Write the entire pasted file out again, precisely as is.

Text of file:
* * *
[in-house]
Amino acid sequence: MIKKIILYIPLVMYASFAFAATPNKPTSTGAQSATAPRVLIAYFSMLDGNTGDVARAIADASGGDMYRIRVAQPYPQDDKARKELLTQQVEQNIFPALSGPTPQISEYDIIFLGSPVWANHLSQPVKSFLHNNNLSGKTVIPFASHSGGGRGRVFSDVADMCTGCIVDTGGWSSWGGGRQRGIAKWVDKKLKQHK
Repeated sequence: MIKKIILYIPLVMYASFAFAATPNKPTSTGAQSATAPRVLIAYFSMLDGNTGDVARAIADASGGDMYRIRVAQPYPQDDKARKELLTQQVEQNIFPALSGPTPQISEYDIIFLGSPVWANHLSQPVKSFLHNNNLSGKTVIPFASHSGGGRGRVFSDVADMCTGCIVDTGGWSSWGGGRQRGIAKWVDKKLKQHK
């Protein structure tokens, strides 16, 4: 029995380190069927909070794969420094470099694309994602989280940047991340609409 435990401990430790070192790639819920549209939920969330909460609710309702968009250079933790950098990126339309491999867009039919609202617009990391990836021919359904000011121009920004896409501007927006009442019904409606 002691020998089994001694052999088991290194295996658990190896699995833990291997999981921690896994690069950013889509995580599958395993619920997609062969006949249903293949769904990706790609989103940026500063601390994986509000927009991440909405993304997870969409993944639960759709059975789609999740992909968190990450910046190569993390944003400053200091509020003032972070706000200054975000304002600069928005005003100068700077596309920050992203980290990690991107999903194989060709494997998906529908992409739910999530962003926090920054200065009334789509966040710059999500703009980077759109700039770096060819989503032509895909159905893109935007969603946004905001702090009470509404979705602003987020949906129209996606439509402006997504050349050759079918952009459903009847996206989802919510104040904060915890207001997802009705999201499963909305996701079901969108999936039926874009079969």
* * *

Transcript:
[in-house]
Amino acid sequence: MIKKIILYIPLVMYASFAFAATPNKPTSTGAQSATAPRVLIAYFSMLDGNTGDVARAIADASGGDMYRIRVAQPYPQDDKARKELLTQQVEQNIFPALSGPTPQISEYDIIFLGSPVWANHLSQPVKSFLHNNNLSGKTVIPFASHSGGGRGRVFSDVADMCTGCIVDTGGWSSWGGGRQRGIAKWVDKKLKQHK
Repeated sequence: MIKKIILYIPLVMYASFAFAATPNKPTSTGAQSATAPRVLIAYFSMLDGNTGDVARAIADASGGDMYRIRVAQPYPQDDKARKELLTQQVEQNIFPALSGPTPQISEYDIIFLGSPVWANHLSQPVKSFLHNNNLSGKTVIPFASHSGGGRGRVFSDVADMCTGCIVDTGGWSSWGGGRQRGIAKWVDKKLKQHK
């Protein structure tokens, strides 16, 4: 029995380190069927909070794969420094470099694309994602989280940047991340609409 435990401990430790070192790639819920549209939920969330909460609710309702968009250079933790950098990126339309491999867009039919609202617009990391990836021919359904000011121009920004896409501007927006009442019904409606 002691020998089994001694052999088991290194295996658990190896699995833990291997999981921690896994690069950013889509995580599958395993619920997609062969006949249903293949769904990706790609989103940026500063601390994986509000927009991440909405993304997870969409993944639960759709059975789609999740992909968190990450910046190569993390944003400053200091509020003032972070706000200054975000304002600069928005005003100068700077596309920050992203980290990690991107999903194989060709494997998906529908992409739910999530962003926090920054200065009334789509966040710059999500703009980077759109700039770096060819989503032509895909159905893109935007969603946004905001702090009470509404979705602003987020949906129209996606439509402006997504050349050759079918952009459903009847996206989802919510104040904060915890207001997802009705999201499963909305996701079901969108999936039926874009079969």